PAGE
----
• Agile organizations are performance-oriented by nature. They explore new performance- and consequence-management approaches based on shared goals across the end-to-end work of a specific process or service, and measure business impact rather than activity. These processes are informed by performance dialogues comprised of very frequent formal and informal feedback and open discussions of performance against the target.
  • Working in rapid cycles requires that agile organizations insist on full transparency of information, so that every team can quickly and easily access the information they need and share information with others. For example, people across the unit can access unfiltered data on its products, customers, and finances. People can easily find and collaborate with others in the organization that have relevant knowledge or similar interests, openly sharing ideas and the results of their work. This also requires team members to be open and transparent with one another; only then can the organization create an environment of psychological safety where all issues can be raised and discussed and where everyone has a voice.
  • Agile organizations seek to make continuous learning an ongoing, constant part of their DNA. Everyone can freely learn from their own and others’ successes and failures, and build on the new knowledge and capabilities they develop in their roles. This environment fosters ongoing learning and adjustments, which help deliverables evolve rapidly. People also spend dedicated time looking for ways to improve business processes and ways of working, which continuously improves business performance.
  • Agile organizations emphasize quick, efficient, and continuous decision making, preferring 70 percent probability now versus 100 percent certainty later. They have insight into the types of decisions they are making and who should be involved in those decisions.9 Rather than big bets that are few and far between, they continuously make small decisions as part of rapid cycles, quickly test these in practice, and adjust them as needed for the next iteration. This also means agile organizations do not seek consensus decisions; all team members provide input (in advance if they will be absent), the perspectives of team members with the deepest topical expertise are given greater weight, and other team members, including leaders, learn to “disagree and commit” to enable the team to move forward.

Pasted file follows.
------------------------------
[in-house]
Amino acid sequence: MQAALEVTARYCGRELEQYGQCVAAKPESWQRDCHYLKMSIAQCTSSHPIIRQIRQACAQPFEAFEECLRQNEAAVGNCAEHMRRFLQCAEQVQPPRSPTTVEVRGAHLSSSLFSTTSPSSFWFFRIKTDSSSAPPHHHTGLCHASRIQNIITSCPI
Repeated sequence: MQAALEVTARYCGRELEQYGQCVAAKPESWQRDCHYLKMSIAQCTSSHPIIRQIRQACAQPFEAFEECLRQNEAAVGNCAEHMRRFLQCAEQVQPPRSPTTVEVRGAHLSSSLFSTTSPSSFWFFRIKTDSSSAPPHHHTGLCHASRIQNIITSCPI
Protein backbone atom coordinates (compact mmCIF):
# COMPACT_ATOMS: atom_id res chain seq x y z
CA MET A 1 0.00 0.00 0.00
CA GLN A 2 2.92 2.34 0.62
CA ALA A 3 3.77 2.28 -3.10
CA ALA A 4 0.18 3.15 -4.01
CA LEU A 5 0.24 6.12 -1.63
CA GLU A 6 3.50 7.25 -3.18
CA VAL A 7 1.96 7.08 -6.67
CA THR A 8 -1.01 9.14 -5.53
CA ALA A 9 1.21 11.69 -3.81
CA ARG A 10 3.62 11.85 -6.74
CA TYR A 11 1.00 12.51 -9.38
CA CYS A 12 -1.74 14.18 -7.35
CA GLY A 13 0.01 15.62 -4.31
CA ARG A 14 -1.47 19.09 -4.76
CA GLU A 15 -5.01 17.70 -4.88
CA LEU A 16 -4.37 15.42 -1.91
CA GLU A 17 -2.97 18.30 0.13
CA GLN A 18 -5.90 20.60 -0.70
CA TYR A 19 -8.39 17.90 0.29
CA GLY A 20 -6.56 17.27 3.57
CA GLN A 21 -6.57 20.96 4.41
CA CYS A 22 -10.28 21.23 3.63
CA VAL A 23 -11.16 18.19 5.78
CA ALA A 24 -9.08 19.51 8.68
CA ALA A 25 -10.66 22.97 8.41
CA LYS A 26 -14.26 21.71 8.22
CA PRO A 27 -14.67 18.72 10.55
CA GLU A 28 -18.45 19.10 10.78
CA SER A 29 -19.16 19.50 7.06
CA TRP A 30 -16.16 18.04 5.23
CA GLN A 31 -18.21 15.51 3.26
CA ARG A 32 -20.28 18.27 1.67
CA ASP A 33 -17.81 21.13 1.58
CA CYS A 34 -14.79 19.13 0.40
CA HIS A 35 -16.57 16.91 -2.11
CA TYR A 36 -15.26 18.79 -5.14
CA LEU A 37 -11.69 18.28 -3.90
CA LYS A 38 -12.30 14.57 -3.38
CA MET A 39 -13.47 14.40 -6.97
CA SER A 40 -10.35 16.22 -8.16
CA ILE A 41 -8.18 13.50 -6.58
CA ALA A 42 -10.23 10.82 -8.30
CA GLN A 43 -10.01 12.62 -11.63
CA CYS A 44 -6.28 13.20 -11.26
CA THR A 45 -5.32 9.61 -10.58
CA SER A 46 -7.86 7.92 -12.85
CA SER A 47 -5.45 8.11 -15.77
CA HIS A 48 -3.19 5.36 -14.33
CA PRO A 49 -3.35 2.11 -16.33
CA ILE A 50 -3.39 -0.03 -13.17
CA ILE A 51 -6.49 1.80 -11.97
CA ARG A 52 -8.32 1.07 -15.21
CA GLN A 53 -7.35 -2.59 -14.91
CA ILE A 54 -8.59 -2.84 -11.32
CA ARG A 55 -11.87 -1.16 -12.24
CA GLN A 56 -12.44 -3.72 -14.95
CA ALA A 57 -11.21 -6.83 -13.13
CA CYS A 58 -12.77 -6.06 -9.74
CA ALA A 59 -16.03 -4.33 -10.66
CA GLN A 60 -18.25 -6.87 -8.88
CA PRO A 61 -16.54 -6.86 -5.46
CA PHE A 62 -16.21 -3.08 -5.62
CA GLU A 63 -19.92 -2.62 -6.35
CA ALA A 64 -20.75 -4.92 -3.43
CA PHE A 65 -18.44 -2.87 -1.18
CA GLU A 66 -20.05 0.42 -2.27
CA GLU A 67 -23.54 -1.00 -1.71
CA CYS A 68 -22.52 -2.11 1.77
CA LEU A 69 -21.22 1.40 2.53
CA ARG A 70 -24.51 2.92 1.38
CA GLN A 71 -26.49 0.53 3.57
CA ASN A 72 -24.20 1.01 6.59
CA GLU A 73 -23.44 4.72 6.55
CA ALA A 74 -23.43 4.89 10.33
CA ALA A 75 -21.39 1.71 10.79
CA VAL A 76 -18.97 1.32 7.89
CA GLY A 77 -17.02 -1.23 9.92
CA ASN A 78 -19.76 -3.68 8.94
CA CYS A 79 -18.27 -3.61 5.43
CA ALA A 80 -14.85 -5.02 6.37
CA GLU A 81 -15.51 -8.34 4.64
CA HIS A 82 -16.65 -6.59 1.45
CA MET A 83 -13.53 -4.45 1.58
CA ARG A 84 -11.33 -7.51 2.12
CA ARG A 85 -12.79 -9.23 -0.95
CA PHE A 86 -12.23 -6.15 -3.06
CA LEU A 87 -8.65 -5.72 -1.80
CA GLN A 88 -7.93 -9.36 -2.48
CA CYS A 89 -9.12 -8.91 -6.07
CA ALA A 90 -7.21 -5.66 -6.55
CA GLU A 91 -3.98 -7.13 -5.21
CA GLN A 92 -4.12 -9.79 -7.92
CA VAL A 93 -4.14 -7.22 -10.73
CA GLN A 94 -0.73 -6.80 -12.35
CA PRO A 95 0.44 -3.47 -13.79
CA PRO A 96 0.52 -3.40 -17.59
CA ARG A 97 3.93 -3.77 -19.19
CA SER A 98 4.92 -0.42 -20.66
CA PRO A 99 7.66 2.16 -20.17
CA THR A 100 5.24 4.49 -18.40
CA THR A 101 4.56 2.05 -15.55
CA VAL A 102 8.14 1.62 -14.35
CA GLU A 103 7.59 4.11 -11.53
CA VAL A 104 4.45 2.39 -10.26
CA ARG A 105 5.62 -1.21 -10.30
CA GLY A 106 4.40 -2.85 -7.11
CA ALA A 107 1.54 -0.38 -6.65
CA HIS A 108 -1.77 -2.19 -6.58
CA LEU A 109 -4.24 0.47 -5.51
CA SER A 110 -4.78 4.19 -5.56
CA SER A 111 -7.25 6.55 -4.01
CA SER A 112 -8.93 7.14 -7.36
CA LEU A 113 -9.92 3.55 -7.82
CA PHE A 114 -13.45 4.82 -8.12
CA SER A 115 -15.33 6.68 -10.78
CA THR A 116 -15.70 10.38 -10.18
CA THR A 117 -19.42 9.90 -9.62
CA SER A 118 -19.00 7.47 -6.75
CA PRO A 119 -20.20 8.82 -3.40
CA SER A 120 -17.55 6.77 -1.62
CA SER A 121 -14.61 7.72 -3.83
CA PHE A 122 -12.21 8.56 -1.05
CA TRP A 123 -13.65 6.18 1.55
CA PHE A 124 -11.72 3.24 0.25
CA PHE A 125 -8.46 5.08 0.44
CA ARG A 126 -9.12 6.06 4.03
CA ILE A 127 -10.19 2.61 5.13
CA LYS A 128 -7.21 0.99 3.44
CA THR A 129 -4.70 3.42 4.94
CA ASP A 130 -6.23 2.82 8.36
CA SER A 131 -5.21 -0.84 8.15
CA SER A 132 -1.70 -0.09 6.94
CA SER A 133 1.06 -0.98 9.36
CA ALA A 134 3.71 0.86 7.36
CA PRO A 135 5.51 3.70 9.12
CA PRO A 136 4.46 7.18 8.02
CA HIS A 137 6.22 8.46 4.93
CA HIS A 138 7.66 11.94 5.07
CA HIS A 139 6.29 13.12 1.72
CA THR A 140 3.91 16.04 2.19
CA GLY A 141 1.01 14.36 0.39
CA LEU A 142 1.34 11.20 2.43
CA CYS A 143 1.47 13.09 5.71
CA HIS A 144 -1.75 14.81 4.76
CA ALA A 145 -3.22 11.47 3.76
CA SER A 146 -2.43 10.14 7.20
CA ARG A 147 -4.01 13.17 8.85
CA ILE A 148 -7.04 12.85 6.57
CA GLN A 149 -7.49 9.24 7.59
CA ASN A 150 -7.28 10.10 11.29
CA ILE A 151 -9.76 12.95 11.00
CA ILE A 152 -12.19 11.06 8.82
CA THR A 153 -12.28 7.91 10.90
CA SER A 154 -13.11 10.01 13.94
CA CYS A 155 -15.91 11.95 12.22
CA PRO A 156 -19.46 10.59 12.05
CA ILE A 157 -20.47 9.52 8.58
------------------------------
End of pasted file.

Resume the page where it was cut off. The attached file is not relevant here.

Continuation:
4. Dynamic people model that ignites passion

Mind-set shift

From: “To achieve desired outcomes, leaders need to control and direct work by constantly specifying tasks and steering the work of employees.”

To: “Effective leaders empower employees to take full ownership, confident they will drive the organization toward fulfilling its purpose and vision.”

An agile organizational culture puts people at the center, which engages and empowers everyone in the organization. They can then create value quickly, collaboratively, and effectively.

Organizations that have done this well have invested in leadership which empowers and develops its people, a strong community which supports and grows the culture, and the underlying people processes which foster the entrepreneurship and skill building needed for agility to occur.

Leadership in agile organizations serves the people in the organization, empowering and developing them. Rather than planners, directors, and controllers, they become visionaries, architects, and coaches that empower the people with the most relevant competencies so these can lead, collaborate, and deliver exceptional results. Such leaders are catalysts that motivate people to act in team-oriented ways, and to become involved in making the strategic and organizational decisions that will affect them and their work. We call this shared and servant leadership.

Agile organizations create a cohesive community with a common culture. Cultural norms are reinforced through positive peer behavior and influence in a high-trust environment, rather than through rules, processes, or hierarchy. This extends to recruitment. Zappos, the online shoe retailer acquired by Amazon changed its recruiting to support the selection of people that fit its culture—even paying employees $4,000 to leave during their onboarding if they did not fit.10